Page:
When Children Are Alienated From a Targeted Parent
Written by Randi Fine
Narcissistic Abuse Awareness and Guidance with Randi Fine
“Pathological Enmeshment” is where the alienating parent has an unhealthy enmeshment with the child to the point where the child has lost his or her own individuality.” ~Steven Miller, M.D., Internationally-known expert on alienation and estrangement.
Parents are highly influential in the development of a child’s individuality and identity. Through unconditional love and support, healthy parents encourage their children’s independence in decision making, teach their children to be ambitious, and encourage them to form separate identities. The uniqueness of a child within a functional family unit is revered and celebrated. That is not so in situations of dysfunctional parenting where love is based on conditions, the child’s independence is discouraged, and the child’s individuality is shamed, criticized and forbidden.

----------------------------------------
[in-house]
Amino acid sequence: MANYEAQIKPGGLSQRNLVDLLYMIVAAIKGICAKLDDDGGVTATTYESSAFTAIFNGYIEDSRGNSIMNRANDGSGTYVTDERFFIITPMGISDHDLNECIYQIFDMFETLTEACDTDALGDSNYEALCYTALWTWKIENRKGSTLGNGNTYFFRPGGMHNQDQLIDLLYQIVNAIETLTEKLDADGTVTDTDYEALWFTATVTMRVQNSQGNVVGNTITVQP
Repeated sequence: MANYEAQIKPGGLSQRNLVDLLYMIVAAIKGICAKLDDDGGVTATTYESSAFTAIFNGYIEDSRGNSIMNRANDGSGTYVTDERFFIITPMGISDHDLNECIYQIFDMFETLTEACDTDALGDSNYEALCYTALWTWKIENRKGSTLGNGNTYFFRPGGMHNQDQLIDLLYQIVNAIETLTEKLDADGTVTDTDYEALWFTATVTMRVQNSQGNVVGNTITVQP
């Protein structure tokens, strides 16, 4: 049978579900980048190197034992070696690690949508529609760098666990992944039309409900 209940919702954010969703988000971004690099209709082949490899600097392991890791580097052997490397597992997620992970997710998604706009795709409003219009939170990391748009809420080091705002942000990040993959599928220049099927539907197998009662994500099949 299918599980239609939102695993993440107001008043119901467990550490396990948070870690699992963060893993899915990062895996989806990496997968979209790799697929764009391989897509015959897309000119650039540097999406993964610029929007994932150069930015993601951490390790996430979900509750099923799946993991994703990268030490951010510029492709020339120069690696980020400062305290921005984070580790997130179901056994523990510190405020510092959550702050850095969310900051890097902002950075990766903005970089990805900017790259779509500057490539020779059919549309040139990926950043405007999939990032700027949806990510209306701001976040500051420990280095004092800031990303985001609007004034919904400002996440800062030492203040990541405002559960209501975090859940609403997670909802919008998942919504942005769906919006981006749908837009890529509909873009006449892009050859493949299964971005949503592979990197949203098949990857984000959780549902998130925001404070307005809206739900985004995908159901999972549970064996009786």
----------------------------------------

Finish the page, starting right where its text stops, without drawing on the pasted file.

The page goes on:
Children tend to suffer the same fate in families where one parent is loving and the other abusive. They know they have one parent’s love, but they desperately want love from the other and will sacrifice themselves in pursuit of it. Healthy boundaries do not exist in families with narcissistic parents, the home environments are not emotionally safe, and the loving parents, also in survival mode, cannot adequately protect them. The longer children remain in this toxic environment the worse the lifetime damage will be.
If or when the good parent separates from or divorces their abusive spouse, the toxic parent will suddenly become “parent of the year”. The children are attracted to this new, bright shiny version of the parent whose love and attention they desperately crave. They are given everything they want, boundaries are loose, and life is fun–initially. The good parent cannot possibly compete. In return, all that is asked of the children is steadfast loyalty.